They work really well.
Of course, you obviously can't use it if the electricity goes out. Not a huge deal since if your electricity goes out you might have more to worry about than whether or not you can steam your food. ;)
Now, for years we used electric counter-top steamers made by various brands. Black & Decker was our fave, but we tried others as well. The bummer is that every single one of them have been made of plastic, and we're trying very hard to eliminate plastic from our life.
In point of fact, if you go searching for a non-plastic countertop steamer you're going to be astounded. Nearly every steamer that is offered out there is made from plastic. So annoying!
After much research Jeff and I discovered ONE counter-top steamer made with stainless steel instead of plastic. We love it and have been using it for a few years. Sadly, it was discontinued! Argggh! But the company is working on a brand spankin' new version of their stainless steamer. (We're patiently waiting for this and will update this page when it becomes available.)
Fortunately, there is a new stainless steel steamer on the market you can check out here.
I like this steamer because it has multiple levels so you can cook more than one thing at a time. For instance, you can have a batch of grains cooking and then just before they're done, add the next layer to steam some veggies. Or steam grains and lentils at the same time. Or veggies and small legumes. You get the picture.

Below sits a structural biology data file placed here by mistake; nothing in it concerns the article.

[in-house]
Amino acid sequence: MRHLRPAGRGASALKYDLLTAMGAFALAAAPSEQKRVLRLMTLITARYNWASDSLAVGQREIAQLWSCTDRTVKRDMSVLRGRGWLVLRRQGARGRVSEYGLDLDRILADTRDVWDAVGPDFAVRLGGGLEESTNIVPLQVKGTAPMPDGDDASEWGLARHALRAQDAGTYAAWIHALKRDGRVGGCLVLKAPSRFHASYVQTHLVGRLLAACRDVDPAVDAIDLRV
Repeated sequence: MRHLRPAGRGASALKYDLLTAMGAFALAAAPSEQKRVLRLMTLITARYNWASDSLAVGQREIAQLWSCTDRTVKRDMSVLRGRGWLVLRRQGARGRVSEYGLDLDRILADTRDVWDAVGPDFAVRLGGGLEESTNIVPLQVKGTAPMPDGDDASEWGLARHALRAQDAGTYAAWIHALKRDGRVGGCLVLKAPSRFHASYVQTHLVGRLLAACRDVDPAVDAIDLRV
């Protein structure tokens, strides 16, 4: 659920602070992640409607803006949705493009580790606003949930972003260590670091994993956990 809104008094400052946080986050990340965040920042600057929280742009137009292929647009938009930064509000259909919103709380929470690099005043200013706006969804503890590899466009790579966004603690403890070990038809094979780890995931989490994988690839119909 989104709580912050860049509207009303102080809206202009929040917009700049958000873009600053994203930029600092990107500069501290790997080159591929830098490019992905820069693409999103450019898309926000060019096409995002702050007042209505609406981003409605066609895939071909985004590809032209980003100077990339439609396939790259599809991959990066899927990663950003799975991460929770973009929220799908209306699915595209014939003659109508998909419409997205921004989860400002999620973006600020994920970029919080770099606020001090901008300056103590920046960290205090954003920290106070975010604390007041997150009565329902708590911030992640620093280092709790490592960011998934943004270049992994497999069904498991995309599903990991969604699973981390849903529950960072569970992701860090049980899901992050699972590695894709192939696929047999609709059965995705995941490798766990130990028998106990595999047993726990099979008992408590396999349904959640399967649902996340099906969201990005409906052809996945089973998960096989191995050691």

OR, you can move on to one of our other fave kitchen tools that is not only a steamer but a pressure cooker and a slow cooker as well...
When cooking is your life and your kitchen is basically your office, you end up checking out a lot of different kitchen tools and gadgets.
I was a little resistant at first to a 3-in-1 cooker -- that means it's a steamer, a pressure cooker, and a slow cooker all rolled into one.
Why was I resistant?
I guess I'm just old school. I already have a stovetop pressure cooker. And my handy dandy countertop steamer AND in-pot steamer. As for a slow cooker -- I had an extremely bad experience with one once where the bottom of the container burned so badly I could literally pick it up and look through to the other side of the room.
Jeff is the one who really took a liking to this kitchen tool. And I have to say, I am 100% impressed.
If you can afford one, I really recommend you get yourself a 3-in-1-cooker too. It's just SO easy to use it to cook so very many things.This is the one we're using these days..
I call it a 3-in-1, but they call it a 6-in-1. The inside is made with beautiful 18/10 stainless. I really like that this company works hard to get stainless steel products out on the market for those of us who don't want to use plastic (or Teflon) as much as we used to. So I like supporting them and giving them a vote with my dollar(s)!
Plus as I said, you pay one price for one small appliance and you can do SOOOOO much with it. So much more bang for your buck. You can use it to steam veggies, steam delicate grains and small legumes, to pressure cook beans and some grains, and slow cook soups and stews.
Awesome investment. I think you'll really love it too.
Hope this helps clear things up so you know which is the best food steamer for YOU! :)